Public Relations, Racial Injustice, and the 1958 North Carolina Kissing Case Public Deposited

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  • March 19, 2019
  • Hill, Denise
    • Affiliation: Hussman School of Journalism and Media, Mass Communication Graduate Program
  • This dissertation examines how public relations was used by the Committee to Combat Racial Injustice (CCRI), the National Association for the Advancement of Colored People (NAACP), North Carolina Governor Luther Hodges, and the United States Information Agency (USIA) in regards to the 1958 kissing case. The kissing case occurred in Monroe, North Carolina when a group of children were playing, including two African American boys, age nine and eight, and a seven-year-old white girl. During the game, the nine-year-old boy and the girl exchanged a kiss. As a result, the police later arrested both boys and charged them with assaulting and molesting the girl. They were sentenced to a reformatory, with possible release for good behavior at age 21. The CCRI launched a public relations campaign to gain the boys’ freedom, and the NAACP implemented public relations tactics on the boys’ behalf. News of the kissing case spread overseas, drawing unwanted international attention to US racial problems at a time when the country was promoting worldwide democracy. In response, Gov. Hodges launched a public relations campaign to defend the actions of North Carolina authorities, and the USIA employed public relations tactics to manage the country’s reputation overseas. This dissertation analyzes the public relations campaigns of the CCRI and Gov. Hodges, focusing on public relations strategies and tactics, as well as public relations outputs and public relations outcomes. This dissertation also analyzes the public relations tactics implemented by the NAACP and USIA. In addition, it examines frames in the public relations material and frames in letters written by members of the public. Using racial formation theory as a foundation, this study also explores how race was reflected in the four groups’ public relations efforts. This dissertation adds to the scholarship on public relations history, illustrating public relations practice of the 1950s and providing an example of how public relations was used for social change, specifically how public relations was used to help African Americans gain civil rights.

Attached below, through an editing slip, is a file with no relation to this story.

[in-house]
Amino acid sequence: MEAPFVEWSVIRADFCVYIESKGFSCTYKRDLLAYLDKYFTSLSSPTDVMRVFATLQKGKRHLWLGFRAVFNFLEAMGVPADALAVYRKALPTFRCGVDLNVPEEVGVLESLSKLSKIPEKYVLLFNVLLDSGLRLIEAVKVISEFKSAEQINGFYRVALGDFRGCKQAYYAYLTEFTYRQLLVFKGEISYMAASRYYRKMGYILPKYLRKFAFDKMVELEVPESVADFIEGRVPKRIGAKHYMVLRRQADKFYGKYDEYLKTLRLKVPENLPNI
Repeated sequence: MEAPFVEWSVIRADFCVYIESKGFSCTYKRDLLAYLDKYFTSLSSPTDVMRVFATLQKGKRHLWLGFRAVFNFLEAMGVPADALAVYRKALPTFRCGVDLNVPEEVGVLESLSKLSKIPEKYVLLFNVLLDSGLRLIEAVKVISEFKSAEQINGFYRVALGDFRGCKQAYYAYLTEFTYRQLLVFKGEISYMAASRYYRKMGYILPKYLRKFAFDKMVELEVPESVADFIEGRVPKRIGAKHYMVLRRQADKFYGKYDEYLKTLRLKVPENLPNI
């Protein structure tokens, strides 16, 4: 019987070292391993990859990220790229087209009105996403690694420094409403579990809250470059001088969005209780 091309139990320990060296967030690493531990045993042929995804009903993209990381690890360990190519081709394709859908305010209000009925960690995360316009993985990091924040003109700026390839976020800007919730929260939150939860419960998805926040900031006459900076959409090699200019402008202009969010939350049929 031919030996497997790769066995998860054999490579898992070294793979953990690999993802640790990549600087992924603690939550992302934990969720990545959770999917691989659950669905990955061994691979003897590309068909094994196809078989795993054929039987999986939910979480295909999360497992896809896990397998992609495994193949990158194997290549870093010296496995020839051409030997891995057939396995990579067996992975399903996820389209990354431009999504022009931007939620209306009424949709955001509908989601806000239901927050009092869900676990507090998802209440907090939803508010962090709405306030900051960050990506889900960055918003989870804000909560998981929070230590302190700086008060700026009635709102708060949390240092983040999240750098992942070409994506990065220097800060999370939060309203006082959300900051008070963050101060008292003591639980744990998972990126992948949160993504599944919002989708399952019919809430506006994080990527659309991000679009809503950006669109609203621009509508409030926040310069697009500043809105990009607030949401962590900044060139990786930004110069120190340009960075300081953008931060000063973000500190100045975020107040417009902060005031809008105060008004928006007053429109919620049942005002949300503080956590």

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  • In Copyright
  • Friedman, Barbara
  • McDonald, Trevy
  • Boynton, Lois A.
  • Stephens, Ronald
  • Perry, Earnest
  • Doctor of Philosophy
Degree granting institution
  • University of North Carolina at Chapel Hill Graduate School
Graduation year
  • 2016

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